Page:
At Mayor Pro Tem Dave Martin’s final town hall meeting last night, he and Chief Recovery Officer Stephen Costello gave an update on the status of new, higher capacity floodgates for the Lake Houston Dam. Their talks also addressed dredging and sand traps.

City of Houston Chief Recovery Office Stephen Costello (l) and Mayor Pro Tem Dave Martin at Martin’s final town hall meeting on 10/17/2023. Term limits bar Martin from running again for Council, though he is running for City Controller.

According to the latest estimate, construction of the gates now looks like it could begin in mid-2026, barring unforeseen setbacks.

The City has scheduled more dredging for the San Jacinto West Fork south of where the mouth bar used to be. Also, Costello says the City has completed opening up ditches and tributaries north of the railroad bridge and is now starting on those south of it.

Finally, Costello revealed that Lake Houston has lost almost 20% of its capacity due to sedimentation. To receive future dredging grants, the City must take steps to reduce the rate of sediment inflow. Costello revealed plans for a pilot sand-trap project in a point bar outside the Hallett mine far upstream. He said that the mine had agreed to remove trapped sediment there for free. Otherwise, he did not explain why a possibly more effective location closer to the problem area was not chosen for the pilot project.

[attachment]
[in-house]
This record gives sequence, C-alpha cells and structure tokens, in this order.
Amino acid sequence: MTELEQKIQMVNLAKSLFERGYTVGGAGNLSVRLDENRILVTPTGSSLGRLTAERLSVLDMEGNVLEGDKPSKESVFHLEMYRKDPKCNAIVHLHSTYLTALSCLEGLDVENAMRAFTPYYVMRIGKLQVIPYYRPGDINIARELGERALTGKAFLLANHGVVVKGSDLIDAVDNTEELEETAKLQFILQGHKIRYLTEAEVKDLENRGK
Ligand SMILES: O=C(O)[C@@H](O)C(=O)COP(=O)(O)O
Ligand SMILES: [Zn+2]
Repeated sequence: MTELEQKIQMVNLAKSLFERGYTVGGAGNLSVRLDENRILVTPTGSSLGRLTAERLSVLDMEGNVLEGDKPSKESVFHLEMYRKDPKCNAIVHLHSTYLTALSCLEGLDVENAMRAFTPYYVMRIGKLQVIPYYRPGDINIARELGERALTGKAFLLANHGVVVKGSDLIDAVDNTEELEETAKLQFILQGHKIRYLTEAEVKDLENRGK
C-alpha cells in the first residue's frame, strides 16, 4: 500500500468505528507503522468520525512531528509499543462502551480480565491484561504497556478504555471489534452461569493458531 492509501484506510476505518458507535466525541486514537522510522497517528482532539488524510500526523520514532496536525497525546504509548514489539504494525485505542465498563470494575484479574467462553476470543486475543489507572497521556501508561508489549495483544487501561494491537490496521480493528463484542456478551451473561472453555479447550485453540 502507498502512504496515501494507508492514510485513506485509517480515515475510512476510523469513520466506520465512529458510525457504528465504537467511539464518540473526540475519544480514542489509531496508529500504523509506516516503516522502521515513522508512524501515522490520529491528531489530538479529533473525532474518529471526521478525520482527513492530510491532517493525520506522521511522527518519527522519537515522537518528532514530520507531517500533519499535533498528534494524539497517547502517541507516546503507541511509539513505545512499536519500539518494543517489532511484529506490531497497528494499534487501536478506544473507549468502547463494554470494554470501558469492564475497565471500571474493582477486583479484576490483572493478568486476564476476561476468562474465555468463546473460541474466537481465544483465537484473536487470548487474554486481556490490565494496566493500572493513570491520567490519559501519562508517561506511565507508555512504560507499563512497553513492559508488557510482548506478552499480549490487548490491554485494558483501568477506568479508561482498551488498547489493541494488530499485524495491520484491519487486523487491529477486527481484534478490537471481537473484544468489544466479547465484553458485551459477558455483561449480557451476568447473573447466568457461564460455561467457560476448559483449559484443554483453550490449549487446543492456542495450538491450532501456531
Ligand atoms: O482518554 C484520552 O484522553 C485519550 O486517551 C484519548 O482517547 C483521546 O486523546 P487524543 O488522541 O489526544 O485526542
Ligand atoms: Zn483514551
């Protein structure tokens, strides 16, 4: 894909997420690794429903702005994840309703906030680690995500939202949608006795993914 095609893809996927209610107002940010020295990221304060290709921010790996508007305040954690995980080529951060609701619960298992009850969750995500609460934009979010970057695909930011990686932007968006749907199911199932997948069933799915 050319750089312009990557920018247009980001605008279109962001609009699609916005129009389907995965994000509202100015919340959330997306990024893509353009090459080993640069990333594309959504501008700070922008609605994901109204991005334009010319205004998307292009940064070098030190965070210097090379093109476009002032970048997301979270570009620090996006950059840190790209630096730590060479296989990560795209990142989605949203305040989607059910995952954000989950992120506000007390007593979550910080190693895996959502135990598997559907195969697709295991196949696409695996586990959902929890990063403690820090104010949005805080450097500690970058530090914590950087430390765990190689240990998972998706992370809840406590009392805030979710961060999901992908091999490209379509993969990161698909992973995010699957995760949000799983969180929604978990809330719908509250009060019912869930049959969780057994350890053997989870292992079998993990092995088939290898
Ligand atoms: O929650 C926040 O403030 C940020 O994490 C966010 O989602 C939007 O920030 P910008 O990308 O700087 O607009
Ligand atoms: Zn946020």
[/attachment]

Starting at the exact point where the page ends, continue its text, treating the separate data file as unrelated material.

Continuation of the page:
For more details on each, see below.

Gates Details/Timeline

The purpose of adding more floodgates to the Lake Houston Dam: to lower the lake faster in advance of a flood.

  • The City must now start to lower the lake so far in advance of a storm that storms can veer away before they arrive. This wastes water.
  • The existing gates have 1/15th of the release capacity of the gates on Lake Conroe. This makes a joint pre-release strategy virtually impossible in extreme storms.

After examining and discarding the notion of adding crest gates to the spillway portion of the dam, the City is now focusing on adding 11 tainter gates to the earthen portion of the dam (east of the existing gates).

Proposed location for 11 new tainter gates.

With Mayor Sylvester Turner’s help, the City secured enough funding for construction during the regular session of this year’s legislature.